Meetings & Conventions: Planner's Portfolio May
By Allen J. Sheinman
ADVICE ON TRAVEL ADVISORIES
Where to go for vital news about overseas
Political unrest. Labor disputes. Disease
epidemics. War. These days, it seems, arranging a meeting overseas
means having to keep one eye on the registration list and the other
Indeed, the post-9/11 world is a constellation of shifting flash
points, and keeping abreast of up-to-the-minute travel advisories
has become a must for planners.
“Of course, the Internet is the place to go for the latest
information,” says Jim Dittman, president of Edison, N.J.-based
Dittman Incentive Marketing. “And when it comes to travel
advisories, we go straight to the government agency that issues
• State Department (travel.state.gov/travel_warnings.html). Dittman and other
industry professionals cite the U.S. State Department’s site as the
first place to go to track possible dangers overseas. Here are
found links to an alphabetical list of nations, each providing the
U.S. government’s take on current threats to travelers.
A mid-April review of site content found, in addition to
expected warnings about Iraq, cautions relating to spring break in
Cancun, news about the outbreak of Severe Acute Respiratory
Syndrome (SARS) in Ontario and assessments of armed conflict in
various African nations.
“The site also gives tips for dealing with crime in a particular
country,” says Penny Parks, vice president, travel operations, for
Atlanta-based USMotivation, a performance management firm. “You
rarely get that kind of information from a country’s tourist board
they have too much invested in wanting you to visit.”
• Centers for Disease Control (www.cdc.gov/travel/outbreaks.htm). Despite recent
criticism from The New York Times and others that the CDC has
become too ideologically beholden to the Bush administration on
issues affecting public health policy, the CDC’s Web site remains a
valuable source for advisories.
Last month, the site posted timely details about the SARS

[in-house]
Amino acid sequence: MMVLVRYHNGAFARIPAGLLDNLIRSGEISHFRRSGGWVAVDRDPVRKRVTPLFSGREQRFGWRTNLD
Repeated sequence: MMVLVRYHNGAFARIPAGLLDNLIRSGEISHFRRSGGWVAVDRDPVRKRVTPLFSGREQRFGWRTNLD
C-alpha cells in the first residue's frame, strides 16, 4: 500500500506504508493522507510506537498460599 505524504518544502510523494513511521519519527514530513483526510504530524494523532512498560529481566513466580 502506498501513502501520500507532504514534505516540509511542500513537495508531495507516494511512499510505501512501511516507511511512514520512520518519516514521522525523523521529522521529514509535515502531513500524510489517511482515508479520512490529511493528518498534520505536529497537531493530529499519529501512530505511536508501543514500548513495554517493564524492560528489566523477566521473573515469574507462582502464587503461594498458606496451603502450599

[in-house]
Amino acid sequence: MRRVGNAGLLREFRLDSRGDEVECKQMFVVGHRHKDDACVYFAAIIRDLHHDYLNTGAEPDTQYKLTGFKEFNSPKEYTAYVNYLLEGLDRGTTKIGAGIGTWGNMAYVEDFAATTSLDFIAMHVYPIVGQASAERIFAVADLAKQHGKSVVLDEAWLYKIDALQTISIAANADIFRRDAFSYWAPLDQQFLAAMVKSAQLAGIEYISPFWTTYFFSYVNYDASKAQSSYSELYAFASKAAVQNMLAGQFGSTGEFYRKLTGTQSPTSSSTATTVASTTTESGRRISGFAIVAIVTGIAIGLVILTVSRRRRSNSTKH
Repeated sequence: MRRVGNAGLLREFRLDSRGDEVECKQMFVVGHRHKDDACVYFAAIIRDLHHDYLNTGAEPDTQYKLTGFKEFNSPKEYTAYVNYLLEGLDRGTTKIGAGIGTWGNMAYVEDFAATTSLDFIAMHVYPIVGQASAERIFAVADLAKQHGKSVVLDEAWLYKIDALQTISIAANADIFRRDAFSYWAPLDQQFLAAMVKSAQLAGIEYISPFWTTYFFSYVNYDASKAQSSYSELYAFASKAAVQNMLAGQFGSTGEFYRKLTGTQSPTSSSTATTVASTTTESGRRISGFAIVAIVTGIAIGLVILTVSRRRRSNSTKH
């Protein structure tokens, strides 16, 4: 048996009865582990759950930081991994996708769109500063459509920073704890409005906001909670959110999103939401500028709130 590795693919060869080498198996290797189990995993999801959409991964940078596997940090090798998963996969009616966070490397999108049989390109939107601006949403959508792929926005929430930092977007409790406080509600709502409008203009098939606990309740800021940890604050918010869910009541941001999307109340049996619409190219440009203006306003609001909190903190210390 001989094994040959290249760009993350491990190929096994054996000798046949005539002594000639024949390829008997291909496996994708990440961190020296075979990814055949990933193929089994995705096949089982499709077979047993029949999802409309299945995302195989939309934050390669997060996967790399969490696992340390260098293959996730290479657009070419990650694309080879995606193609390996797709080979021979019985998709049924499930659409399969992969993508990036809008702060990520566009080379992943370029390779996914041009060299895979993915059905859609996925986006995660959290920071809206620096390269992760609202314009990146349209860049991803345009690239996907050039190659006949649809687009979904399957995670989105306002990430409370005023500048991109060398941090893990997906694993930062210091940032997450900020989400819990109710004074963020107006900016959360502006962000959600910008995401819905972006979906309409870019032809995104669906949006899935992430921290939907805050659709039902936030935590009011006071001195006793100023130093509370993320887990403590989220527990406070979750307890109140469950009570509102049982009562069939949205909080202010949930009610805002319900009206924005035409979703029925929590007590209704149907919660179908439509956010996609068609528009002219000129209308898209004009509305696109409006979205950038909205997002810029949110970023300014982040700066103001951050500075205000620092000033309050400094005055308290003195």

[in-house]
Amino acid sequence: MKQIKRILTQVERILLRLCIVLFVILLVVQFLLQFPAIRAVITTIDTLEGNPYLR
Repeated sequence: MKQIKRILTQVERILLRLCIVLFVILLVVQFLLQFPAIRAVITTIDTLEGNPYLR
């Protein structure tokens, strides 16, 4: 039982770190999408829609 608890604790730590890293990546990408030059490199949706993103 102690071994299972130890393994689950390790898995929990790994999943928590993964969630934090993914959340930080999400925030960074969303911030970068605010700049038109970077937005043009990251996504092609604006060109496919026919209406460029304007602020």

epidemic in Asia and Canada, along with follow-up reports on the
outbreak of gastrointestinal illness on cruise ships earlier this
• Meeting Professionals International (www.mpiweb.org/members/home/planning.asp). The new Crisis
and Contingency planning resource was added to MPI’s Web site when
the war in Iraq began. Information includes updates from U.S.
agencies such as the Office of Homeland Security, as well as from
the British and Canadian governments. Like much of the MPI site,
this section is free.
• Air Security International (www.airsecurity.com/hotspots/HotSpots.asp). The Web site
of AIS, a Houston-based firm that provides travel intelligence and
security solutions for corporations, features a free “Hot Spots”
section giving updated risk assessments pertaining to terrorism,
political protests and labor problems worldwide.
• Travelocity (www.travelocity.com/info/cust_alert). The online booking
company offers news and travel bulletins issued by the Federal
Aviation Administration, as well as a free search function to check
the status of flights.
• Virtually There (www.virtuallythere.com/bulletin/index.html). Much of this
site is for subscribers only, but online booker Virtually There
does include free synopses of current alerts as well as links to
consulates and airports around the world.
• American Express (travel.americanexpress.com/travel/bt/news.asp). The
travel resources section of the Amex site features daily travel
bulletins, including warnings from U.S. agencies and the World
Health Organization, plus national and international airline
updates, all free.
• Intelliguide by Weissmann (www.weissmann.com).
Subscribers to this service from NORTHSTAR Travel Media, LLC, the
parent company of M&C, get constantly updated safety
and security assessments for virtually every country (and more than
5,000 cities) on earth.
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